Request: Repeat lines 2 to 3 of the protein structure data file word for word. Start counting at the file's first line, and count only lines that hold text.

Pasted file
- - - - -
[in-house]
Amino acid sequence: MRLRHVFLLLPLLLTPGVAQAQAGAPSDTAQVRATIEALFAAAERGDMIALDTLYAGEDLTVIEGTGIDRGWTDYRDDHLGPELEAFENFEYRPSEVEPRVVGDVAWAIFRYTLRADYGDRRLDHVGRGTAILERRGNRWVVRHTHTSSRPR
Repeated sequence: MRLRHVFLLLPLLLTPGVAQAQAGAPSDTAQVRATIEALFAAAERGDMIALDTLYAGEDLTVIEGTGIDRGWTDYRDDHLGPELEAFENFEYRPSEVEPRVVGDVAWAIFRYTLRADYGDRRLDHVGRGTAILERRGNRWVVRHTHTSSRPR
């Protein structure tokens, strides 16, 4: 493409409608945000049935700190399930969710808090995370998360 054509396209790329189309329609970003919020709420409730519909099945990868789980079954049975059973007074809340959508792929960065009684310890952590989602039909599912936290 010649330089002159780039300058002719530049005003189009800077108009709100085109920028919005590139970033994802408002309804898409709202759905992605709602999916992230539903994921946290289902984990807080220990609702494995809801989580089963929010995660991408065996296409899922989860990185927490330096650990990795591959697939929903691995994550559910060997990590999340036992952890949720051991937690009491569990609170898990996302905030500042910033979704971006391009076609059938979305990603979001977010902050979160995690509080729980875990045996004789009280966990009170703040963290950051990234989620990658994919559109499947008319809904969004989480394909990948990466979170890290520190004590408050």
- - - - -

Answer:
Amino acid sequence: MRLRHVFLLLPLLLTPGVAQAQAGAPSDTAQVRATIEALFAAAERGDMIALDTLYAGEDLTVIEGTGIDRGWTDYRDDHLGPELEAFENFEYRPSEVEPRVVGDVAWAIFRYTLRADYGDRRLDHVGRGTAILERRGNRWVVRHTHTSSRPR
Repeated sequence: MRLRHVFLLLPLLLTPGVAQAQAGAPSDTAQVRATIEALFAAAERGDMIALDTLYAGEDLTVIEGTGIDRGWTDYRDDHLGPELEAFENFEYRPSEVEPRVVGDVAWAIFRYTLRADYGDRRLDHVGRGTAILERRGNRWVVRHTHTSSRPR